In Ceremonies, Mickey gives two television interviews. In the first his face is lit so he can’t be recognized, and when he sees the broadcast of the interview, Mickey sees what he has done:
The reporter, on screen, is a warm and vibrant person with attractive middle-class American middle-aged steadiness. He looks directly into the camera and, with smiles and winks and floating eyebrows, establishes trust with the audience. The person he is interviewing—me—is shown back-lighted, his face entirely in shadow. There is nothing identifiable about his silhouette: the cut of his hair, the set of the jaw, the way he moves his lips when he talks, and most particularly, the absence of moist eyes with lashes. There is no feature that would make it possible for someone to respond emotionally to him, to grasp him. His voice seems hostile, resentful, and aggressive. I sound even shrill at moments. This is not me. I feel exposed. I have allowed myself to be used. I feel shamed, and I hate it. I look shamed.”
When Mickey sees himself on TV, his face in shadow, he says, This is not me, and during the next several days, he looks for a better fit between the kind of person he is and the way he is presenting himself. 
He grows bold. He comes out to his boss because he needs to go to Bernie’s funeral, and he doesn’t much care whether his boss likes it, and to the cops who come to his house because someone has painted DIE FAGGOT in red paint on his front door, to his landlord who threatens him with eviction because of the door. He says to his landlord, “I’ll get a lawyer and fight you every step of the way. I have money, I want you to know. I’ll spread this all over the newspapers too. You’ll come out of this looking like a bigot, Mr. Fellowes, because I know what this is about—this is about bigotry against a gay man, Mr. Fellowes. And I am going to fight you every fucking inch of the way and do it as publicly as I can, and I want you to make no mistake about me, Mr. Fellowes. I’m not afraid of you or anything you can do to me—” Mickey is searching for a way to be, about which he can say, this is me. But it is the two television interviews that indicate how much he has changed.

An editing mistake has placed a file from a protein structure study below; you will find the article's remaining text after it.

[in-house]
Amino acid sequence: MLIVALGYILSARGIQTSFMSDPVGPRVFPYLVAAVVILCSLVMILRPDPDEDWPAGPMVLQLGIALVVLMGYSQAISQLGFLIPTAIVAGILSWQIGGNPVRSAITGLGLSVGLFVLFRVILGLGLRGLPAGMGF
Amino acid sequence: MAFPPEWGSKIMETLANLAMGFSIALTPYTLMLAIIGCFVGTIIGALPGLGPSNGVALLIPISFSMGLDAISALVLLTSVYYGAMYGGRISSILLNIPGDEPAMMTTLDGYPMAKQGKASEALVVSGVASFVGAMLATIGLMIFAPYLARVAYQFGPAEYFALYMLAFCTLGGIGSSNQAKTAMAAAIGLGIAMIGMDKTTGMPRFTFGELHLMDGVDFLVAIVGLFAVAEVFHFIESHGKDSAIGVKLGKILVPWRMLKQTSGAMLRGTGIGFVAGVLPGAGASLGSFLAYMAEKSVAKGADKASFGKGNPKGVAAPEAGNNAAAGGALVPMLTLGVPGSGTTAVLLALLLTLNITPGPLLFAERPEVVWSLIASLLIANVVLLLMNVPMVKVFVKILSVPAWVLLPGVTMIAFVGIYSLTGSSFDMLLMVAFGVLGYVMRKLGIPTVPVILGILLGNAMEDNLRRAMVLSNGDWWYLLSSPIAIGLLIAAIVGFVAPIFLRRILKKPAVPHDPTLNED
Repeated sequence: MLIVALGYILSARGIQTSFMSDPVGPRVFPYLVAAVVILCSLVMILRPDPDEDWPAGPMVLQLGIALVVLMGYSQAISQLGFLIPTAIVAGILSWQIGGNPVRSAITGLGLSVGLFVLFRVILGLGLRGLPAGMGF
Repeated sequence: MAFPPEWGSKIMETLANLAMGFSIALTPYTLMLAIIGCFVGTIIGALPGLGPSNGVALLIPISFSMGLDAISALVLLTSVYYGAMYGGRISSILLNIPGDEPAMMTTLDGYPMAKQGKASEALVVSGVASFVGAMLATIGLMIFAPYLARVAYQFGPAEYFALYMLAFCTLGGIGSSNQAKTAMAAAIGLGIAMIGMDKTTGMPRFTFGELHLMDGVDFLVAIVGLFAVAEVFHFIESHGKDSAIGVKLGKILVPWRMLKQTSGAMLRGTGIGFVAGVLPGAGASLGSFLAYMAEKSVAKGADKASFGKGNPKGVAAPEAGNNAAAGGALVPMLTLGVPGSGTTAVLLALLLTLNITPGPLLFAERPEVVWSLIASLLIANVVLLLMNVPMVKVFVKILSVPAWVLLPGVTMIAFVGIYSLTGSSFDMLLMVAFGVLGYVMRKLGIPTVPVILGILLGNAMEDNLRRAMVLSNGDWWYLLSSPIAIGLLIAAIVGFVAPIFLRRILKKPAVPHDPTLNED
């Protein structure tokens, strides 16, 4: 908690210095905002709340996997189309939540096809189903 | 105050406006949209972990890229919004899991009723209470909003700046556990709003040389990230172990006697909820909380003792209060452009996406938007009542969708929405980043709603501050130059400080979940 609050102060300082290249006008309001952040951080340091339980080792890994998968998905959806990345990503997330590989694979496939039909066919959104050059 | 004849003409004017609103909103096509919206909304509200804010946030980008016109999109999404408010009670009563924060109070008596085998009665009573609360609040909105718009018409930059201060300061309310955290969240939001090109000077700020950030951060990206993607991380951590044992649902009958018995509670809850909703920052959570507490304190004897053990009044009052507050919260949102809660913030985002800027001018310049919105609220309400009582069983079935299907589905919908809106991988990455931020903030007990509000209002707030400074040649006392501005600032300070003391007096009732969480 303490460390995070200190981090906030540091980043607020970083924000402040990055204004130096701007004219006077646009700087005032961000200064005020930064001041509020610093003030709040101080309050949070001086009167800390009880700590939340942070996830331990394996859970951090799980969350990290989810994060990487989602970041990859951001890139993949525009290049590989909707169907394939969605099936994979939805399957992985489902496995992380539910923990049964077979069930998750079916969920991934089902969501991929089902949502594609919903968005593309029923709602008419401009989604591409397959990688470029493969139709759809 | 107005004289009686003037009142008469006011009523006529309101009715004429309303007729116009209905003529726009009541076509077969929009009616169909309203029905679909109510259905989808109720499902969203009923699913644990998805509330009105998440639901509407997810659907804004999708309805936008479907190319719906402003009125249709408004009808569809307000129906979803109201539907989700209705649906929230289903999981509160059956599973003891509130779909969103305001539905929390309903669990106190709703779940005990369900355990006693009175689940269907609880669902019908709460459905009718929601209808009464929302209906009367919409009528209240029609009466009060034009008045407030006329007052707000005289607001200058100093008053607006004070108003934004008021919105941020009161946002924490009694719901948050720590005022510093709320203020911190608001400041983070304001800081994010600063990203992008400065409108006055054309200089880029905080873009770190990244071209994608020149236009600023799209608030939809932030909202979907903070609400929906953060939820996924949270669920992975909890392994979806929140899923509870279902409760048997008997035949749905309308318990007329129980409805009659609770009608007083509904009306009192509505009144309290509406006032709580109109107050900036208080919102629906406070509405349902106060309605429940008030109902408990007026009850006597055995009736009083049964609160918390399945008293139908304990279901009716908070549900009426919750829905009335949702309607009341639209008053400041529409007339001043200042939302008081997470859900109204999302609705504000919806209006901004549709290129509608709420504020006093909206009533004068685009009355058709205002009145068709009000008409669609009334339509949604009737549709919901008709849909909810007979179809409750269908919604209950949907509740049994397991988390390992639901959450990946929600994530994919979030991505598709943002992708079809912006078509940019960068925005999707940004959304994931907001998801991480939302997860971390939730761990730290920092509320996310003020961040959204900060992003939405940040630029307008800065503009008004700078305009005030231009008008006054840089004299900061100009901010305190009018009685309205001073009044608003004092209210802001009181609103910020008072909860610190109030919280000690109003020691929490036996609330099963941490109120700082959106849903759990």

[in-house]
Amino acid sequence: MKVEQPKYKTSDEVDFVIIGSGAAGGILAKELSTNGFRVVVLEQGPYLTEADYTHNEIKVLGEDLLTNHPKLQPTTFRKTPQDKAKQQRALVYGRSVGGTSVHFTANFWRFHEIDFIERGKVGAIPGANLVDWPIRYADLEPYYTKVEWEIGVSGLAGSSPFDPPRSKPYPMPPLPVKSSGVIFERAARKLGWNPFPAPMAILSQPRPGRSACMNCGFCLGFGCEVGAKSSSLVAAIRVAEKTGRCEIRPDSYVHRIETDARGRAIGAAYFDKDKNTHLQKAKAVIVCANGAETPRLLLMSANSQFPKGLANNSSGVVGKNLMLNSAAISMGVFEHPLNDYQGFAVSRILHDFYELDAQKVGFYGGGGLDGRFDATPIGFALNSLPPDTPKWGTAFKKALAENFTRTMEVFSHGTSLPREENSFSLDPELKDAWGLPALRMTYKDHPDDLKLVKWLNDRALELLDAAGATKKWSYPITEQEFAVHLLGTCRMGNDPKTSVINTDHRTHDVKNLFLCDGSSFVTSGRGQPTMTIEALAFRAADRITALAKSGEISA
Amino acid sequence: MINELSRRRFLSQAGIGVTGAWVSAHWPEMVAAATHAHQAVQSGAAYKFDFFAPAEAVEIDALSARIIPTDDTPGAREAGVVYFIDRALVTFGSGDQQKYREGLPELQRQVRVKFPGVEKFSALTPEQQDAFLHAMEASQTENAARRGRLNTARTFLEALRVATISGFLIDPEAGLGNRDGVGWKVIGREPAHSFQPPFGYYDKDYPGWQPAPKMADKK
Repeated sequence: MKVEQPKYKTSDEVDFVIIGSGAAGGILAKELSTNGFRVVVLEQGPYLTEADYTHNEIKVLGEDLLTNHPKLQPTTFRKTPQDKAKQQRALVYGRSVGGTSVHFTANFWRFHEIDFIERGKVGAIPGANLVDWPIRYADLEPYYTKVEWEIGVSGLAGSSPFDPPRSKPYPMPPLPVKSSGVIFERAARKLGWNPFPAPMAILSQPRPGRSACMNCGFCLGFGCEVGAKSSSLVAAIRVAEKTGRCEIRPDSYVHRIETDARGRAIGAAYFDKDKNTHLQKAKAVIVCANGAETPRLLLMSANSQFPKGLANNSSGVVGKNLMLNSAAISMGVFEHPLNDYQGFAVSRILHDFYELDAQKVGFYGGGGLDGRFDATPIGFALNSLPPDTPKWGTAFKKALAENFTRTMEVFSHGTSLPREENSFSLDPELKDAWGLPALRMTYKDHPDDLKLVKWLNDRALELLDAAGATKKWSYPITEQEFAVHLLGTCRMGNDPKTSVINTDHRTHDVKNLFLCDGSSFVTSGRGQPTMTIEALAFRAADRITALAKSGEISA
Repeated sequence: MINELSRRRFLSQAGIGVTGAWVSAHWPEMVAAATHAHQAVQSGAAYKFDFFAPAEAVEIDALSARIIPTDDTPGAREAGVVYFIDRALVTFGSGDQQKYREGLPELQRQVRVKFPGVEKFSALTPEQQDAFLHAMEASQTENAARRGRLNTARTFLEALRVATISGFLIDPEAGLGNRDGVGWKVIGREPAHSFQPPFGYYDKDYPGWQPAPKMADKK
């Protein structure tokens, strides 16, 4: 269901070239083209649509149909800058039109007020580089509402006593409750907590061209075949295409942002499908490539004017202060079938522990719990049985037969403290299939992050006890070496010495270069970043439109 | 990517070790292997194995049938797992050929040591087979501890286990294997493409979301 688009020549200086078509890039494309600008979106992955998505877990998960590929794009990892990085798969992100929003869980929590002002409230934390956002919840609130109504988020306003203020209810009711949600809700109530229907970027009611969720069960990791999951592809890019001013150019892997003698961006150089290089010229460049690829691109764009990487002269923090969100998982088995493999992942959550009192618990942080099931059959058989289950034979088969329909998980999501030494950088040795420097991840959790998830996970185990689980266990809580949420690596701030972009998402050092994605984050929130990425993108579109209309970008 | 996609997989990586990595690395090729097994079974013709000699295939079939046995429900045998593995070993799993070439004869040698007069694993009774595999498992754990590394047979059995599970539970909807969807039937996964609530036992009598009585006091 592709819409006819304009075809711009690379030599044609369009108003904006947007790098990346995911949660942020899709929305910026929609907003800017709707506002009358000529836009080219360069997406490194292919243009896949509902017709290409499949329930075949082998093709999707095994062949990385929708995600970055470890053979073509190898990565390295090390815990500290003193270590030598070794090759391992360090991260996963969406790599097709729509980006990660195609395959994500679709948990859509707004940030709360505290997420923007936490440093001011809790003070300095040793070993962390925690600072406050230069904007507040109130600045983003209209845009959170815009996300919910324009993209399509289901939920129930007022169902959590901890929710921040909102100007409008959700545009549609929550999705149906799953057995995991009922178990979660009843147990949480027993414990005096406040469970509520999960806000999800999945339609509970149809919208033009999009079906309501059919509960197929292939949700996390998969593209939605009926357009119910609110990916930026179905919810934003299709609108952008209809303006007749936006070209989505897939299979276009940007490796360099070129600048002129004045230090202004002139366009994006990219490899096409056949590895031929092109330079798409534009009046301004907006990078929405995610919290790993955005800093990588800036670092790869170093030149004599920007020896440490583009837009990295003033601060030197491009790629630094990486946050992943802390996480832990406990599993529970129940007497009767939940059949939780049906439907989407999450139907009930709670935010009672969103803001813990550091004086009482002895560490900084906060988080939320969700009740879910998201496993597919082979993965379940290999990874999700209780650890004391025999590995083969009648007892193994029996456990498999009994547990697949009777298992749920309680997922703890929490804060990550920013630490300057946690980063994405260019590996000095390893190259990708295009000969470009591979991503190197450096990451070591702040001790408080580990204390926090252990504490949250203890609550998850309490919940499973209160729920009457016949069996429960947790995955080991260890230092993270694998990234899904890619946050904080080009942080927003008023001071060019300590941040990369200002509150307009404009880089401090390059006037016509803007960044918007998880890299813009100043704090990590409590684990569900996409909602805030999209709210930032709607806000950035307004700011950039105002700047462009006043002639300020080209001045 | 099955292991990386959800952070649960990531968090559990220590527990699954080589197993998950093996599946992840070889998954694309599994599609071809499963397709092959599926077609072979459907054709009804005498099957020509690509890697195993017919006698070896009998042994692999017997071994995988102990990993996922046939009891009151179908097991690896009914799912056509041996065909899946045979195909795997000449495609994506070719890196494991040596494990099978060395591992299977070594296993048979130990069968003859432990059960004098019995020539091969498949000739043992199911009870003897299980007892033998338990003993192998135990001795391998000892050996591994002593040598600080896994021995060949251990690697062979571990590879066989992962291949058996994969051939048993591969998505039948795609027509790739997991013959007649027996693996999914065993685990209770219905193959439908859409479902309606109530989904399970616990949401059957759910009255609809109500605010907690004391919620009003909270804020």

On Friday, after the funeral at the cemetery, the TV reporter and the cameraman ask permission to interview Mickey. In a beautiful setting, with Bernie buried only minutes before, Mickey allows the cameraman to take him in completely as he talks “answering the reporter’s long questions on Bernie’s death and its effect on the gay community in Cardiff, on [Mickey] and [his] homosexuality, on grief and loss, staring into the large black round glass eye.”
Whether this suits the bigots around town—or whether it suits the new gay community in Cardiff—what Mickey is doing is suiting himself, finding the me in all this chaos. At first, he didn’t know that was what he was looking for, and at first he didn’t know how to recognize it when he found it, but once he found it, he held on to it like a rock—the me in the swift-running, violent, turbulent stream of his life. 
People call what Mickey does in Ceremonies—these are just a few brief scenes from his rich life—“coming out.” It is important to notice that finding the me in the chaos around him is an intensely private pursuit. He is the only person who is going to know when he’s found it, and the effects of finding it are going to be intensely personal. It’s interesting that a process that leads those who go through it deeper and deeper into an intimate knowledge of themselves seems to be describing something very public and is called coming out.